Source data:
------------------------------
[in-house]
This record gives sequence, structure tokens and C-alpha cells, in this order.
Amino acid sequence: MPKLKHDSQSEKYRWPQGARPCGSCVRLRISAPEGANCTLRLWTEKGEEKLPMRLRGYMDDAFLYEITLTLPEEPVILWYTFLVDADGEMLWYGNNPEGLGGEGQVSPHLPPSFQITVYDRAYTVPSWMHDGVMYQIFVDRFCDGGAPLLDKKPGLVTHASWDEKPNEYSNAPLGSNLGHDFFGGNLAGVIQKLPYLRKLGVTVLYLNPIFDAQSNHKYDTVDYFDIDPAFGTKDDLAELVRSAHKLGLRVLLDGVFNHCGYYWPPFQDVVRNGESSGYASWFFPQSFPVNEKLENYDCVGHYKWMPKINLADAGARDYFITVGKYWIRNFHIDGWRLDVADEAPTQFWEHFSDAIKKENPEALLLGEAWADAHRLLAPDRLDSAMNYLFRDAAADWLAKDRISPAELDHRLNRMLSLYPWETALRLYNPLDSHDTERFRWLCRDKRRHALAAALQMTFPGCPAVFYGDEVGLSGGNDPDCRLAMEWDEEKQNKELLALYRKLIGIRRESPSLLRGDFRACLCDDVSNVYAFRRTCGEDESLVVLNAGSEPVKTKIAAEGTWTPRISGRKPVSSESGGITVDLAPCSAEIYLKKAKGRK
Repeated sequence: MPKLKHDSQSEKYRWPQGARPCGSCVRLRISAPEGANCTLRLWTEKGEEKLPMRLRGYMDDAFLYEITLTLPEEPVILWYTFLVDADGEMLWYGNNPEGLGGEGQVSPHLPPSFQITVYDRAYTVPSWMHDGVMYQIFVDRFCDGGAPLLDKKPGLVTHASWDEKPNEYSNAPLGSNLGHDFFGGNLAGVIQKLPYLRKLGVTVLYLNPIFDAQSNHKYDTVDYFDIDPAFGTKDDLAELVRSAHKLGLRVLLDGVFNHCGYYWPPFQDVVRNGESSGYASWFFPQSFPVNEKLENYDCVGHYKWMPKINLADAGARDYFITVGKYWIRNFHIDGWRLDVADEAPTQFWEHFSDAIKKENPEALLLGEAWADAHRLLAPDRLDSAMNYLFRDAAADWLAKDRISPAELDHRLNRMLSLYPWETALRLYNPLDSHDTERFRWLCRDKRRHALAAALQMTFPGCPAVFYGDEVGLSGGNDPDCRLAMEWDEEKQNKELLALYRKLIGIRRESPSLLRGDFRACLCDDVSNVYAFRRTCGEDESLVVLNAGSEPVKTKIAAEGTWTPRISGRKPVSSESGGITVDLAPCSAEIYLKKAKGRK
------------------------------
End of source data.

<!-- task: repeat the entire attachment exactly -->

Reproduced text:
[in-house]
This record gives sequence, structure tokens and C-alpha cells, in this order.
Amino acid sequence: MPKLKHDSQSEKYRWPQGARPCGSCVRLRISAPEGANCTLRLWTEKGEEKLPMRLRGYMDDAFLYEITLTLPEEPVILWYTFLVDADGEMLWYGNNPEGLGGEGQVSPHLPPSFQITVYDRAYTVPSWMHDGVMYQIFVDRFCDGGAPLLDKKPGLVTHASWDEKPNEYSNAPLGSNLGHDFFGGNLAGVIQKLPYLRKLGVTVLYLNPIFDAQSNHKYDTVDYFDIDPAFGTKDDLAELVRSAHKLGLRVLLDGVFNHCGYYWPPFQDVVRNGESSGYASWFFPQSFPVNEKLENYDCVGHYKWMPKINLADAGARDYFITVGKYWIRNFHIDGWRLDVADEAPTQFWEHFSDAIKKENPEALLLGEAWADAHRLLAPDRLDSAMNYLFRDAAADWLAKDRISPAELDHRLNRMLSLYPWETALRLYNPLDSHDTERFRWLCRDKRRHALAAALQMTFPGCPAVFYGDEVGLSGGNDPDCRLAMEWDEEKQNKELLALYRKLIGIRRESPSLLRGDFRACLCDDVSNVYAFRRTCGEDESLVVLNAGSEPVKTKIAAEGTWTPRISGRKPVSSESGGITVDLAPCSAEIYLKKAKGRK
Repeated sequence: MPKLKHDSQSEKYRWPQGARPCGSCVRLRISAPEGANCTLRLWTEKGEEKLPMRLRGYMDDAFLYEITLTLPEEPVILWYTFLVDADGEMLWYGNNPEGLGGEGQVSPHLPPSFQITVYDRAYTVPSWMHDGVMYQIFVDRFCDGGAPLLDKKPGLVTHASWDEKPNEYSNAPLGSNLGHDFFGGNLAGVIQKLPYLRKLGVTVLYLNPIFDAQSNHKYDTVDYFDIDPAFGTKDDLAELVRSAHKLGLRVLLDGVFNHCGYYWPPFQDVVRNGESSGYASWFFPQSFPVNEKLENYDCVGHYKWMPKINLADAGARDYFITVGKYWIRNFHIDGWRLDVADEAPTQFWEHFSDAIKKENPEALLLGEAWADAHRLLAPDRLDSAMNYLFRDAAADWLAKDRISPAELDHRLNRMLSLYPWETALRLYNPLDSHDTERFRWLCRDKRRHALAAALQMTFPGCPAVFYGDEVGLSGGNDPDCRLAMEWDEEKQNKELLALYRKLIGIRRESPSLLRGDFRACLCDDVSNVYAFRRTCGEDESLVVLNAGSEPVKTKIAAEGTWTPRISGRKPVSSESGGITVDLAPCSAEIYLKKAKGRK